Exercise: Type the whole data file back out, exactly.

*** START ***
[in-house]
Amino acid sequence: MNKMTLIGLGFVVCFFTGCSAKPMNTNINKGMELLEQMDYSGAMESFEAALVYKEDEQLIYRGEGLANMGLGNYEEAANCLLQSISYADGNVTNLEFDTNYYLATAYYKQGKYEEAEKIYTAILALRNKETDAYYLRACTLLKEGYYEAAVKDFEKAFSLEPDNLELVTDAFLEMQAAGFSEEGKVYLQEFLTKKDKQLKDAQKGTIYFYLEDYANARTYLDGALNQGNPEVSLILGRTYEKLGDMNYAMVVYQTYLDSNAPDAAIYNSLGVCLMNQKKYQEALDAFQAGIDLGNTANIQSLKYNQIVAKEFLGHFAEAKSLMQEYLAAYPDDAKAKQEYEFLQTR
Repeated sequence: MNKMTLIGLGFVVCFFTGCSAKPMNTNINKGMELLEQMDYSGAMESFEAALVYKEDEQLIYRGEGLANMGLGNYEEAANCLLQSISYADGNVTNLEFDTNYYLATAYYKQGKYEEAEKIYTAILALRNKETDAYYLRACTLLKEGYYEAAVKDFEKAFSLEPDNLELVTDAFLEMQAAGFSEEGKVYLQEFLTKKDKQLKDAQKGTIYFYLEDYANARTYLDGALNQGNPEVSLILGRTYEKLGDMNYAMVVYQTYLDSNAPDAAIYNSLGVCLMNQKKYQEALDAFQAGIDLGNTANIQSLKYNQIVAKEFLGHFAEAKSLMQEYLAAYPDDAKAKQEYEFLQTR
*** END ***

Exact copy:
[in-house]
Amino acid sequence: MNKMTLIGLGFVVCFFTGCSAKPMNTNINKGMELLEQMDYSGAMESFEAALVYKEDEQLIYRGEGLANMGLGNYEEAANCLLQSISYADGNVTNLEFDTNYYLATAYYKQGKYEEAEKIYTAILALRNKETDAYYLRACTLLKEGYYEAAVKDFEKAFSLEPDNLELVTDAFLEMQAAGFSEEGKVYLQEFLTKKDKQLKDAQKGTIYFYLEDYANARTYLDGALNQGNPEVSLILGRTYEKLGDMNYAMVVYQTYLDSNAPDAAIYNSLGVCLMNQKKYQEALDAFQAGIDLGNTANIQSLKYNQIVAKEFLGHFAEAKSLMQEYLAAYPDDAKAKQEYEFLQTR
Repeated sequence: MNKMTLIGLGFVVCFFTGCSAKPMNTNINKGMELLEQMDYSGAMESFEAALVYKEDEQLIYRGEGLANMGLGNYEEAANCLLQSISYADGNVTNLEFDTNYYLATAYYKQGKYEEAEKIYTAILALRNKETDAYYLRACTLLKEGYYEAAVKDFEKAFSLEPDNLELVTDAFLEMQAAGFSEEGKVYLQEFLTKKDKQLKDAQKGTIYFYLEDYANARTYLDGALNQGNPEVSLILGRTYEKLGDMNYAMVVYQTYLDSNAPDAAIYNSLGVCLMNQKKYQEALDAFQAGIDLGNTANIQSLKYNQIVAKEFLGHFAEAKSLMQEYLAAYPDDAKAKQEYEFLQTR